Researched recently with this result: many commercial backup solutions developers removed MacOS support.
Will solutions be considered with Apple to fix the problem? What are the backup solutions on MacOS that you recommend in the type of urbackup ?
With some hacking, it’s still possible to install the client (just decompress the files contained in the installer package and copy them manually, it’s quite easy).
So even if perfectible, I’d rather have the Mac client present and marked “community supported”. And I’ll be glad to post the workaround somewhere.
How about that Martin?
I’ve been using borgbackup and it’s associated borgmatic script to backup various platforms at work (Mac, Windows and Linux). It’s overall a more “hackable” solution with pros and cons compared to urbackup, but I also like it.
Another issue I’ve had (and fixed) with urbackup for Mac is that the installer sets up it’s var folder inside the application folder.
Given how apple handles authorizations, changing data inside the app folder voids the app’s authorizations to access the disk on every backup. The effects show when the daemon is relaunched (this happens at computer restart or sometimes after sleep).
The simple workaround is to move the var folder to /etc and symlink to it from its original location.
This would have been helpful
Sure. The hope is that someone takes over maintaining the macos client. The basic step, running https://github.com/uroni/urbackup_backend/blob/dev/create_osx_installer.sh shouldn’t be too hard.
Beyond fixing the issues, what would be nice:
- Checking if it has full disk access after installation and displaying a screen with instructions otherwise
- Somehow integrating with APFS snapshots
- Low priority: Finding out how APFS sparse files work and supporting those
Idk if the
/etc area ist the most approriate one. It probably has a better per-applications directory somewhere else (like AppData on Windows).
no solutions yet?
I believe it’s a hard path to take for UrBackup because it’s too platform specific, and it would require a substantial effort to maintain. I’d be better off skipping the “protected” folders of Mac OS (like /bin /sbin and a few others) because they are supposed to be handled by the OS install and update mechanisms (that’s why even Mac OS updates have to boot in a special mode to process those regions, then the Mac boots normally again).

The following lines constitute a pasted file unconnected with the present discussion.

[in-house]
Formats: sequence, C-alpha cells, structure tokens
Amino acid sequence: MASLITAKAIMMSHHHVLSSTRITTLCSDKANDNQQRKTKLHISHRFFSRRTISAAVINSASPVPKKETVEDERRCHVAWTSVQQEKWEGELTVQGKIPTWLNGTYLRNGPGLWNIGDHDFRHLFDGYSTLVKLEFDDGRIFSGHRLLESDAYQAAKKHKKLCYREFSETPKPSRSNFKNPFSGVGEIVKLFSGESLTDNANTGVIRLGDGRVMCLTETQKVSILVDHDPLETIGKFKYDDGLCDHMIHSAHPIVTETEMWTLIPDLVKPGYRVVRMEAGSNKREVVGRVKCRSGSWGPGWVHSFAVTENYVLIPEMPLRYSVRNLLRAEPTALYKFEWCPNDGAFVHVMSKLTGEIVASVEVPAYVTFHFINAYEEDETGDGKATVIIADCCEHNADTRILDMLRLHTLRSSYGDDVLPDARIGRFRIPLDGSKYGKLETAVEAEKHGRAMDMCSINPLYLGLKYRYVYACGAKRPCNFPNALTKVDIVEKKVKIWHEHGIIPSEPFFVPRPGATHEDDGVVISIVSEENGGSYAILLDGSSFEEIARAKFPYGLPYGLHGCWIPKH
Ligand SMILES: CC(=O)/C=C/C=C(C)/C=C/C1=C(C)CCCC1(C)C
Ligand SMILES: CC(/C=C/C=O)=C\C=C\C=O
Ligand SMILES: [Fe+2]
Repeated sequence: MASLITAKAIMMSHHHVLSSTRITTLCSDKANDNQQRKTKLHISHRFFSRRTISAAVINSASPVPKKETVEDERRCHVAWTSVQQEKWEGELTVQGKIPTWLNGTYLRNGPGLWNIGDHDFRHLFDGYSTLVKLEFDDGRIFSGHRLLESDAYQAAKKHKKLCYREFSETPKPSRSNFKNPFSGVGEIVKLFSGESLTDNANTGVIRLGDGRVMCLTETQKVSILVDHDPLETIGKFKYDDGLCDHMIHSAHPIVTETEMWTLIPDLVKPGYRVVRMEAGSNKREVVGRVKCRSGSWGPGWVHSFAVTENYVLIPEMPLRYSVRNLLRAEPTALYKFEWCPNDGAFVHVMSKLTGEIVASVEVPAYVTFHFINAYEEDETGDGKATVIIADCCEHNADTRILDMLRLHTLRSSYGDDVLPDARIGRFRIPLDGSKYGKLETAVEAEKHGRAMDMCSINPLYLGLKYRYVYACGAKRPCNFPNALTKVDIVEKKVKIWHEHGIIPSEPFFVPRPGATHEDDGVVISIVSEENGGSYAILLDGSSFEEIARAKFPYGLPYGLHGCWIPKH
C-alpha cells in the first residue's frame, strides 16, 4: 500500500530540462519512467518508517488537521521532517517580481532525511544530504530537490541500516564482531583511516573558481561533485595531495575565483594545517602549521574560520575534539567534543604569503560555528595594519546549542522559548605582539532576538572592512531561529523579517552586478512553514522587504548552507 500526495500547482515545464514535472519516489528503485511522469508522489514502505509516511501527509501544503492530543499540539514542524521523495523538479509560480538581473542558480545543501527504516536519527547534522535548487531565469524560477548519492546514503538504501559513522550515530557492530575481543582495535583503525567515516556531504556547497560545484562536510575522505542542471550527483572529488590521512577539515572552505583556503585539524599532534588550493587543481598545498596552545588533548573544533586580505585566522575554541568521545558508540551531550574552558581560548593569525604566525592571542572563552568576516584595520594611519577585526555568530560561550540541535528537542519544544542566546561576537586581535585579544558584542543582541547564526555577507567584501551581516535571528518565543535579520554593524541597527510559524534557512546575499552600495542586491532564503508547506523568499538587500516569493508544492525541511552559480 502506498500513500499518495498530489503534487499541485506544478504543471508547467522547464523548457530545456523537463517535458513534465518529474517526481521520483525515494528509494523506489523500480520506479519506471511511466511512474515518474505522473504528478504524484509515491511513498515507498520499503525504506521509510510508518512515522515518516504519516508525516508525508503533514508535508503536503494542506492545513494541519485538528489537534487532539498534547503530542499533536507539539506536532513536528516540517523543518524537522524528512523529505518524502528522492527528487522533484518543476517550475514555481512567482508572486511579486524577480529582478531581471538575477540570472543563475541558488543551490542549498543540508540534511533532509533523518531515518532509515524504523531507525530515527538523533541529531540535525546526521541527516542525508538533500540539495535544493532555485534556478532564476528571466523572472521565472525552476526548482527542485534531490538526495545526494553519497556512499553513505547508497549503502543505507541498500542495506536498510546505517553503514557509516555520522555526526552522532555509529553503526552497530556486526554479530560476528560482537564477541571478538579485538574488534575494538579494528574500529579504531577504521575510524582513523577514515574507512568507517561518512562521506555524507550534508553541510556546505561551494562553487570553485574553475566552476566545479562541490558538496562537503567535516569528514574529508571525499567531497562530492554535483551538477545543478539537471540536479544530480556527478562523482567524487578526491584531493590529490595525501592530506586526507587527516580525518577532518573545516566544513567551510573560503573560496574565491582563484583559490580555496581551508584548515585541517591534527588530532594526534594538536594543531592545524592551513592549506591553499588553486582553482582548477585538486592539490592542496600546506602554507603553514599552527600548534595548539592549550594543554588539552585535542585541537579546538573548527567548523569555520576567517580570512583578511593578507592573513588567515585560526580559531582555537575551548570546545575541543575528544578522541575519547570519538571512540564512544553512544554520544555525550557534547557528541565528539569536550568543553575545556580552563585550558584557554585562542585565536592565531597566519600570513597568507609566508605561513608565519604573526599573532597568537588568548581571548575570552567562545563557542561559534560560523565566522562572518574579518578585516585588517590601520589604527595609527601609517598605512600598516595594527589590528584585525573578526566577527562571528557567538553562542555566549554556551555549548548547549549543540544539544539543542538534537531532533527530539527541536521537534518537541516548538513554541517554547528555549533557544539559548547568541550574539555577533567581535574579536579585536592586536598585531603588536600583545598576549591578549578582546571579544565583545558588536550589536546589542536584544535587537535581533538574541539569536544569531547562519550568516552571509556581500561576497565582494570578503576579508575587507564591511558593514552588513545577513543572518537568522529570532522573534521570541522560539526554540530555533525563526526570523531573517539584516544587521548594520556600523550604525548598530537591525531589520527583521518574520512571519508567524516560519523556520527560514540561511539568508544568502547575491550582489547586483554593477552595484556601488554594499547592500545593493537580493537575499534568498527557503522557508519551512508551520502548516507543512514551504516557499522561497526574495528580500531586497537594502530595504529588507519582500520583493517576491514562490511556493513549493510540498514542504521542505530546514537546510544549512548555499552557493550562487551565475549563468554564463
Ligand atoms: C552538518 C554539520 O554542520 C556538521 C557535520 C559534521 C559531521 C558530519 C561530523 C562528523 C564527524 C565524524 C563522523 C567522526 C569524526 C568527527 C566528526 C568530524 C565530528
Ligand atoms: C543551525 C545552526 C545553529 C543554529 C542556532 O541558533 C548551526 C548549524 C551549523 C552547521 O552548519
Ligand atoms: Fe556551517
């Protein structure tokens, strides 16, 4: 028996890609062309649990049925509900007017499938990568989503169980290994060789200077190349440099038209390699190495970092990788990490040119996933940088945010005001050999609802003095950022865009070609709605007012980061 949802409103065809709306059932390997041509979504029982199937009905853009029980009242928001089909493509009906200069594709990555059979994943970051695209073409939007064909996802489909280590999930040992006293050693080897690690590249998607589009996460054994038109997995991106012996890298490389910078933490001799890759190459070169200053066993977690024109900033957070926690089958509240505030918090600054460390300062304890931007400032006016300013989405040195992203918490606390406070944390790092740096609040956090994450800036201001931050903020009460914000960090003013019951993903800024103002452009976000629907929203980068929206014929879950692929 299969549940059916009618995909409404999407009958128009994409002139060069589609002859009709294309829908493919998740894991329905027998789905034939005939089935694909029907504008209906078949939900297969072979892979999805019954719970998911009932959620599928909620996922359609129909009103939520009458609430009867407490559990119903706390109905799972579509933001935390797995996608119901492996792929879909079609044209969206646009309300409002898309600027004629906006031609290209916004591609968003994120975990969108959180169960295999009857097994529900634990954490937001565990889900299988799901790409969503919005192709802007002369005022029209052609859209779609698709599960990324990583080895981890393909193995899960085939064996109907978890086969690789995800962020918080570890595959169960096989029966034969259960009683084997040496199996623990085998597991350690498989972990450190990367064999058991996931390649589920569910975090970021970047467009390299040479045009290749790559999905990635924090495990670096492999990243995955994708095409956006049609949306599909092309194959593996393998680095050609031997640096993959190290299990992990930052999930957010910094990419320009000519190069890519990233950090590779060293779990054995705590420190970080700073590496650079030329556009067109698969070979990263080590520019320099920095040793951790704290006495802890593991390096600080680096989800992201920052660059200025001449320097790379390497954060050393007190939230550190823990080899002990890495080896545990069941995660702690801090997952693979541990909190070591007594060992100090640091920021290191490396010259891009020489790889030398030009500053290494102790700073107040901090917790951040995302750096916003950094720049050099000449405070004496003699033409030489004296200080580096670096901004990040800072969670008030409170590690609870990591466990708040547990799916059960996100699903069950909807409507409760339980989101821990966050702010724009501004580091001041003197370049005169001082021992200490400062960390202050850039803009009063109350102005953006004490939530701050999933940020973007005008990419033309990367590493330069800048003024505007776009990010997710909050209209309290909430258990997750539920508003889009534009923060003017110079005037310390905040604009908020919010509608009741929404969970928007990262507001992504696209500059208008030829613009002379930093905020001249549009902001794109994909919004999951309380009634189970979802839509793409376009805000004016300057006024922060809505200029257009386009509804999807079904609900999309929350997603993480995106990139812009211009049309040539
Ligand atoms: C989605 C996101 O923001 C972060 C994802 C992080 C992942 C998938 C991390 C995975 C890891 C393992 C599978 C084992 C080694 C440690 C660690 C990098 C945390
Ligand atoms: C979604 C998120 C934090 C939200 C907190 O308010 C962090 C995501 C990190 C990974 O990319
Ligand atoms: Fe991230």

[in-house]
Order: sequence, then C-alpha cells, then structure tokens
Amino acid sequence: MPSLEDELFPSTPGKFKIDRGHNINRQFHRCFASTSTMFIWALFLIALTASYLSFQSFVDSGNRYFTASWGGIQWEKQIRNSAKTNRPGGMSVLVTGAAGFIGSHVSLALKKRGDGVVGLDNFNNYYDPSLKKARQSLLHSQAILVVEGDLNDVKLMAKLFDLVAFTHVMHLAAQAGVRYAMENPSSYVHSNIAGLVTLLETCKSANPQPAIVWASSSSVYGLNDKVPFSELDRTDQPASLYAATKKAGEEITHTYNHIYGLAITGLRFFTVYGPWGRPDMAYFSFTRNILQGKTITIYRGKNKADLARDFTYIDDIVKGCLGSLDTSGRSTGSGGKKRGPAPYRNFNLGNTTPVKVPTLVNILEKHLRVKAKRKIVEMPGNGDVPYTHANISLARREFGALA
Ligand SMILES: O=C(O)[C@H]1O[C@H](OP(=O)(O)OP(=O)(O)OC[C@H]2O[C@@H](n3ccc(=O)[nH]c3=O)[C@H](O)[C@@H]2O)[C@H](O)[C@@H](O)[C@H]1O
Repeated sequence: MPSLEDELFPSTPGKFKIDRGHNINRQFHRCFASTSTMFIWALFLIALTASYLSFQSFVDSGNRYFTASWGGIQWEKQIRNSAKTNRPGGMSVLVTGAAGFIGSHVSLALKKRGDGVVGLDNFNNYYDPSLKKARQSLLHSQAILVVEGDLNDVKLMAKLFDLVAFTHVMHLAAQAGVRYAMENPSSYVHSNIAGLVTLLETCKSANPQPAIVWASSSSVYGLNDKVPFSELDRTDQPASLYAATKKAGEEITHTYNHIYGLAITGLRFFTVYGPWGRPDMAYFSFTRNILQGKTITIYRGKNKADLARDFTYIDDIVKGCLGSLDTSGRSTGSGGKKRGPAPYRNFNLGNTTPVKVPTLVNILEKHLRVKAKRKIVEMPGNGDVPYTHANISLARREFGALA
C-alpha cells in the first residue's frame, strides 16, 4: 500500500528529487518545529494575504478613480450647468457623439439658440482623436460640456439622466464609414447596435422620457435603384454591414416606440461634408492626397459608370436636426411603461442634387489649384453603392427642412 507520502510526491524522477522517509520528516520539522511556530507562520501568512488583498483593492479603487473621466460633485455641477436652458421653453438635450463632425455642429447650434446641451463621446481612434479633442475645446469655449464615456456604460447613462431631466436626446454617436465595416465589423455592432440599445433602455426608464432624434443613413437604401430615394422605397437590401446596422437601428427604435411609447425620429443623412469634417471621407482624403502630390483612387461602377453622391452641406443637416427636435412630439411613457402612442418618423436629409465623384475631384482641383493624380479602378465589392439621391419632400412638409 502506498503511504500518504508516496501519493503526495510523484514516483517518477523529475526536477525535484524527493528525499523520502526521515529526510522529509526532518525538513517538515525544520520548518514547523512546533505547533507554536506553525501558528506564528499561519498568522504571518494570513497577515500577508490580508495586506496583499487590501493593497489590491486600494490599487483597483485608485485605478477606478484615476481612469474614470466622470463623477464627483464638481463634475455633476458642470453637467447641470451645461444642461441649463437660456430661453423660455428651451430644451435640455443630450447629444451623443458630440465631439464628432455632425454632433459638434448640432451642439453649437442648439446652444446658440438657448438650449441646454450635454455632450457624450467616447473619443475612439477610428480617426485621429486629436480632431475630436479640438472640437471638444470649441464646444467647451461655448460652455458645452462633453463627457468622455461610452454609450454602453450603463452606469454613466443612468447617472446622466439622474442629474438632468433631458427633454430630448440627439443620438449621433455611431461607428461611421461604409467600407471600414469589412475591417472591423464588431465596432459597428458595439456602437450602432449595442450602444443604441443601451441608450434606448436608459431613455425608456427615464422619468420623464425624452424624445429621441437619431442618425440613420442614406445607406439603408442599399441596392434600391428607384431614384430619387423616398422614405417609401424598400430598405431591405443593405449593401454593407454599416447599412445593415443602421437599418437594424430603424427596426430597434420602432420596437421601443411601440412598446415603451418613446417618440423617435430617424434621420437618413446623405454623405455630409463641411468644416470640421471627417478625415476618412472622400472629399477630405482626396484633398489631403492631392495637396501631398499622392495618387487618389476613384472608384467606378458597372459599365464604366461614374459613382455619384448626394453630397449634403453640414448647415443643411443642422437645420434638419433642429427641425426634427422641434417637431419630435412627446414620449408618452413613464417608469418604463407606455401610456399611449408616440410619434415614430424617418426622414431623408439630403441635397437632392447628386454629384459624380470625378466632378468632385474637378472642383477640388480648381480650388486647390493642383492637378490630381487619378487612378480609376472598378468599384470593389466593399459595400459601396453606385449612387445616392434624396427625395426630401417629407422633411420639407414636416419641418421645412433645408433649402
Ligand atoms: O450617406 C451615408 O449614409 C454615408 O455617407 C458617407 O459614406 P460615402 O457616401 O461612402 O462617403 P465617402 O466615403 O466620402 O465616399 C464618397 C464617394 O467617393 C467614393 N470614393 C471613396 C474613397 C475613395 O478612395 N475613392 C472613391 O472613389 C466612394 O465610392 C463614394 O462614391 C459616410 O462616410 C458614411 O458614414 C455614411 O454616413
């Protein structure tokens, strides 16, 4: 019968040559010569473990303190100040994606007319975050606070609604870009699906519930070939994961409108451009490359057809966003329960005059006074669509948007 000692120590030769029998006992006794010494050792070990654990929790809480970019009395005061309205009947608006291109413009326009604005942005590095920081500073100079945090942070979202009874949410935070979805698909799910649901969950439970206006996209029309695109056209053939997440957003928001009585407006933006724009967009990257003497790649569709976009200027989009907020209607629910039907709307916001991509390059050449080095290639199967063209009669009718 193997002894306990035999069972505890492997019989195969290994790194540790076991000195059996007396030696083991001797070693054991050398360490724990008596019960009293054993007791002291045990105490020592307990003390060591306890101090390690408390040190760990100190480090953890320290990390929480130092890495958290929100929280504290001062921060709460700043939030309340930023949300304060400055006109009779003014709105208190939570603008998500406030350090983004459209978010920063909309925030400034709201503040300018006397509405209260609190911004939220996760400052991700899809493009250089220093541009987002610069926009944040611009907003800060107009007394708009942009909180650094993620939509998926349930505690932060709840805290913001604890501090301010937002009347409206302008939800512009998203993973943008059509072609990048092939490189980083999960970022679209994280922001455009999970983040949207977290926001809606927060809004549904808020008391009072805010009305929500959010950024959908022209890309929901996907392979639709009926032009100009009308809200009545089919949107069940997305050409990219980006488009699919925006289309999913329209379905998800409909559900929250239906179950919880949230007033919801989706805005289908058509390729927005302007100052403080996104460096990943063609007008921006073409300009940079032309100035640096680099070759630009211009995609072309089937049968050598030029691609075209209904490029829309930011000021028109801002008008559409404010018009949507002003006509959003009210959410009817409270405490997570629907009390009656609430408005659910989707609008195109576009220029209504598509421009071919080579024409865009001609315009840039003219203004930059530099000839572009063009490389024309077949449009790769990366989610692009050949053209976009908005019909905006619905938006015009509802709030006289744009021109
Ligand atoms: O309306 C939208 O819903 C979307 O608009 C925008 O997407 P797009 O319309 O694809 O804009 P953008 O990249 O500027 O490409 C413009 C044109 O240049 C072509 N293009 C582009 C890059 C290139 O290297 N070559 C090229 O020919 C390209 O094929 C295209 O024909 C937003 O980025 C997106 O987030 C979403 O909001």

The most important dirs to backup, I think, are /etc /Library and of course /Users. That won’t allow immediate restore of whole systems, but at least we don’t lose user data and configurations.
For Mac applications, the right place to store data is probably in /Library/Application Support/APPNAME/
If it’s user specific data for a given application that would be $HOME/Library/Application Support/APPNAME/
It’s not about system backups. In general, if you backup files without snapshots you have a chance that they are currently undergoing changes and are inconsistent (which makes those backups worthless). Think of the database file of you mail application for example.
If there is a command line tool to create APFS snapshots it’s as simple as creating a snapshot script such as this: https://github.com/uroni/urbackup_backend/blob/2.4.x/linux_snapshot/btrfs_create_filesystem_snapshot
tmutil localsnapshot ? Lots of useful stuff for creating and accessing snapshots enumerated here: https://derflounder.wordpress.com/2019/05/08/creating-managing-and-using-apple-file-system-snapshots-for-startup-drive-backups/
Yeah, this looks like it would work
Even snapshots don’t guarantee a consistent file, as they can happen anytime, right? The only way to a clean backup is to stop all processes which have write permissions on a file while the backup is happening, resulting in more or less downtime. Where applicable, database master/slave configuration is preferable to backups.
Well, if we use btrfs snapshots on linux, it makes sense to use APFS snapshots on Mac, so let’s go
In the worst case a snapshot is “crash consistent”, i.e. as if you pulled the power plug. Most applications are written such that their data files survive sudden power fails/blue screen etc., especially databases (But not if half of the data file is from time T1 and the other from a different time T2!!).
Additionally most snapshots also flush data from RAM to disk first (or include data cached in RAM in the snapshot).
Best case is Windows where applications can register to get backup events (VSS) and write data and say which files need to be backed up.
There are no solutions for installing the agent on the latest version mac?inst.log.zip (1.6 MB)
I managed to install the latest version by manually hacking inside the .pkg (extracting cpio archives, executing scripts etc). I don’t remember the details but it was quite straightforward (the “file” command is your friend).
After installation, don’t forget to move the “data” directory from inside the app folder to say /etc and symlink to it. Changes to the app folder void the app’s authorizations (to access files for instance).
I ran the command: pkgutil --expand thePackage.pkg /destination
and got four files: Distribution, Resources(2 html file), output.pkg, output2.pkg - no one cant execute
no legal methods yet?
Repeat the process with those 2 .pkg files, you’ll end up with items you can move manually to the correct places. 3 things are installed in the end : the application folder (in /Applications), the startup script for the daemon (in /Library/LaunchDaemons), and the startup script for the application (in /Library/Launch… (I forgot the name)).
If I get some spare time I may write a script to automate all that, but better not wait for it.
Payload -> Library:
what to copy and where?
Copy the org.urbackup.client.plist files in their right places (/Library/Launch…)
Copy the contents of the other payload in /Applications/UrBackup.app/Contents/… (have a look at how other applications are organized).